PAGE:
"In this series of lectures we shall discuss gravitation in all its aspects." One of the last significant manuscript by America’s greatest physicist in private hands.
Richard Feynman was awarded the Nobel Prize in Physics in 1965, with Julian Schwinger and Shin’ichiro Tomonaga, for “fundamental work in quantum electrodynamics with deep ploughing consequences for the physics of elementary particles.” This first general recognition of the significance of quantum electrodynamics was given for work that, in the words of Feynman’s biographer, James Gleick, “tied together in an experimentally perfect package all the varied phenomena at work in light, radio, magnetism, and electrity.” Gleick writes further that at least three of Feynman’s later achievements might also have won a Nobel Prize: “a theory of superfluidity, the strange, frictionless behavior of liquid helium; a theory of weak interactions, the force at work in radioactive decay; and a theory of partons, hypothetical hard particles inside the atom’s nucleus, that helped produce the modern understanding of quarks” (Genius, pp. 8–9). From his crucial work on the atomic bomb project at Los Alamos in the 1940s through his pivotal testimony at hearings of the presidential commission on the space shuttle Challenger disaster in 1986, Richard Feynman was recognized as a genius by both the community of elite physicists and by the world at large.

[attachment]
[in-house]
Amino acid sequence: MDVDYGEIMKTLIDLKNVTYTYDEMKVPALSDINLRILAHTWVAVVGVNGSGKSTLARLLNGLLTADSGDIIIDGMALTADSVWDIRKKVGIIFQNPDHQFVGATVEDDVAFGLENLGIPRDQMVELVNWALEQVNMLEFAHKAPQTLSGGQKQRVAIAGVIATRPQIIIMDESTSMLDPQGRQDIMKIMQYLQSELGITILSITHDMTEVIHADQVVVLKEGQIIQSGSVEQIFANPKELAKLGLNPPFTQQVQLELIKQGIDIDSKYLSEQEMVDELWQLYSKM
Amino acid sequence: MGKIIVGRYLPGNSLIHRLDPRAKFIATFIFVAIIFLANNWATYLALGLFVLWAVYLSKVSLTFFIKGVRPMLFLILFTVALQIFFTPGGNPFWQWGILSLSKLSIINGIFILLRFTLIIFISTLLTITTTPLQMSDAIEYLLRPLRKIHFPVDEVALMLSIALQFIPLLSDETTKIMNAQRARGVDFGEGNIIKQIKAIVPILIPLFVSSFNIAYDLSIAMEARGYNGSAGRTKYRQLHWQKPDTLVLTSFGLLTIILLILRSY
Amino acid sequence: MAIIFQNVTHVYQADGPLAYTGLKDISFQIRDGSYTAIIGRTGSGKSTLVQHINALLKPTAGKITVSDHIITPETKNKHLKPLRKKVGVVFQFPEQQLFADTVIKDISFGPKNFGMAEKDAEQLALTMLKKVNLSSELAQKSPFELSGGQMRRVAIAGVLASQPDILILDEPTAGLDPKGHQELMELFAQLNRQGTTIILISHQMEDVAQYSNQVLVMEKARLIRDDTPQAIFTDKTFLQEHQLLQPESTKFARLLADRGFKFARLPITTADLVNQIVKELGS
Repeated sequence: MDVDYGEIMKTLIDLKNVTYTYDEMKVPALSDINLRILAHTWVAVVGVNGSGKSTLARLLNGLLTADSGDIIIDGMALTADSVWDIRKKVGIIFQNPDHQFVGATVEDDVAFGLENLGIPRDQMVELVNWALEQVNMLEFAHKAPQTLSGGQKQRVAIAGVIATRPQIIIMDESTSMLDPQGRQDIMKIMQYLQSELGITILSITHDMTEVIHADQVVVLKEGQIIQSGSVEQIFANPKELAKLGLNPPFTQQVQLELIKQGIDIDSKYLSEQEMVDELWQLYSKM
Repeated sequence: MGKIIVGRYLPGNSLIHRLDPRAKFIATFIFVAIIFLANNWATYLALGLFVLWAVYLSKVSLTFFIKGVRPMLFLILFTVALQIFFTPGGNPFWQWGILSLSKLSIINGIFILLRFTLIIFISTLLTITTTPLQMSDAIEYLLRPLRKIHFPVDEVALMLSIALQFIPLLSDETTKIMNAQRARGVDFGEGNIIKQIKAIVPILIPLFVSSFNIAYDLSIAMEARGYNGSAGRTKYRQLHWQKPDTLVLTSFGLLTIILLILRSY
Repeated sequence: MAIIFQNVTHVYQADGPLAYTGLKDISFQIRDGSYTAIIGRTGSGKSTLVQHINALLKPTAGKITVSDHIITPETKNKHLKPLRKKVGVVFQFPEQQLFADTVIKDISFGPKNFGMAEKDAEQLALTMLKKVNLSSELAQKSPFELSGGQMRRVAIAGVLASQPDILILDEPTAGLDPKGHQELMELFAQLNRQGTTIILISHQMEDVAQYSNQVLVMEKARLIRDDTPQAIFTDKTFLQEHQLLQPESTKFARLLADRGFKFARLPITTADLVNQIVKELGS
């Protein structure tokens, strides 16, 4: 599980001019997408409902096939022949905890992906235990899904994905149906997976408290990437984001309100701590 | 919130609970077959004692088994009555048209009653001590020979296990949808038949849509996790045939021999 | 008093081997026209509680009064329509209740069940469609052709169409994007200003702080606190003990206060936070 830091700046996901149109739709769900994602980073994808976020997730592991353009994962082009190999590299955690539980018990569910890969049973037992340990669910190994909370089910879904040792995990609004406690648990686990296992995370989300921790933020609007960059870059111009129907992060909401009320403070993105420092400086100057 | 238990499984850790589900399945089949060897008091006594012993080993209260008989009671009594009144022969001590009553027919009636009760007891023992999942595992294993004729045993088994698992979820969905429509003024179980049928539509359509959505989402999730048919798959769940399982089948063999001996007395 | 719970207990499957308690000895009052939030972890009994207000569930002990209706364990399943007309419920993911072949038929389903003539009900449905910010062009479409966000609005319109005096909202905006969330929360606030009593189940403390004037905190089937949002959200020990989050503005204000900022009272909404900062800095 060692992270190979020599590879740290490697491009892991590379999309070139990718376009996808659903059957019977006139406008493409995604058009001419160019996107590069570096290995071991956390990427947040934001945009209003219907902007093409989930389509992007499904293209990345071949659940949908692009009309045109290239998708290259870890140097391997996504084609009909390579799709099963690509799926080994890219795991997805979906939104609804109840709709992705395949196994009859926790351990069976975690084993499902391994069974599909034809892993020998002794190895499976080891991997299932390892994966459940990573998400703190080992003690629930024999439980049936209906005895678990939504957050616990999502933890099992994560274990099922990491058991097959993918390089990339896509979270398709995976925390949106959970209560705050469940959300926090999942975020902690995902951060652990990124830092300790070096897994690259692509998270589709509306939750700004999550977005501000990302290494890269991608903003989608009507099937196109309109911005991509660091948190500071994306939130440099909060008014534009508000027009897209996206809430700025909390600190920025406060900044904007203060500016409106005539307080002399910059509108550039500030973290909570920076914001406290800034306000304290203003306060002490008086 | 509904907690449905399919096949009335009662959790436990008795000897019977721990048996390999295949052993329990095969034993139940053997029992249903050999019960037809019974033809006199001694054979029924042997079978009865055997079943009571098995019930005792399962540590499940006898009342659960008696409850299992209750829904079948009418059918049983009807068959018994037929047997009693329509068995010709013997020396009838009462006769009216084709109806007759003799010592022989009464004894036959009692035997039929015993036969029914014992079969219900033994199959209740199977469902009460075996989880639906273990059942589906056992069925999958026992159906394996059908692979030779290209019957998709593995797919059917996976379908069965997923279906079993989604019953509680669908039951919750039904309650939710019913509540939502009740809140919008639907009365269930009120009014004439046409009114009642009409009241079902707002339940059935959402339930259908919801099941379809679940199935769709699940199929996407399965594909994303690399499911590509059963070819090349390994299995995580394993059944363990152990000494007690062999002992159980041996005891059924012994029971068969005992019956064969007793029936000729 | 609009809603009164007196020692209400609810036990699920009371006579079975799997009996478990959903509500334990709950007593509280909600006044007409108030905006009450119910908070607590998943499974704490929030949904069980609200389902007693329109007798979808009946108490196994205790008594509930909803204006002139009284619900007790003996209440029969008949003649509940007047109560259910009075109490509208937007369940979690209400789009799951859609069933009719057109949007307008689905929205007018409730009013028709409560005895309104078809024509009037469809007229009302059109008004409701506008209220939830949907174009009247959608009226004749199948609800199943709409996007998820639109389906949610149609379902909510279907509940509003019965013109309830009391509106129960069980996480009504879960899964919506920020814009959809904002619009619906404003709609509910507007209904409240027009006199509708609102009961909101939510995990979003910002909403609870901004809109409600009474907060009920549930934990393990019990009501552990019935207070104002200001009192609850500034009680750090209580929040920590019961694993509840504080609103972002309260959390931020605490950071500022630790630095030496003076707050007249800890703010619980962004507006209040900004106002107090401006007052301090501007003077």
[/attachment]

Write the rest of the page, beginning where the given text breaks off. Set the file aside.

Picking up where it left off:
Feynman never wrote a book in the conventional sense. The hugely influential scientific monographs published under his name were in fact transcriptions of his lectures made by students or other physicists in attendance: Quantum Electrodynamics (1961), Theory of Fundamental Processes (1961), The Feynman Lectures on Physics (1963), The Character of Physical Law (1965), Photon-Hadron Interactions (1972), and Statistical Mechanics (1972). Even his two highly successful volumes of popular memoir—Surely You’re Joking, Mr. Feynman! (1985) and What Do You Care What Other People Think? (1988)—were transcribed from taped conversations made by Ralph Leighton, a fellow bongo player.
During the period of his greatest activity, the early 1960s at Caltech, Feynman was deeply involved in the editing of his groundbreaking series of post-graduate lectures on gravitation, which had been meticulously transcribed by Fernando B. Morengo and William G. Wagner.
In these lectures, Feynman sought to quantize gravity—to fit this relatively weak force into the scheme of quantum mechanics that had been derived from Einstein’s general theory of relativity.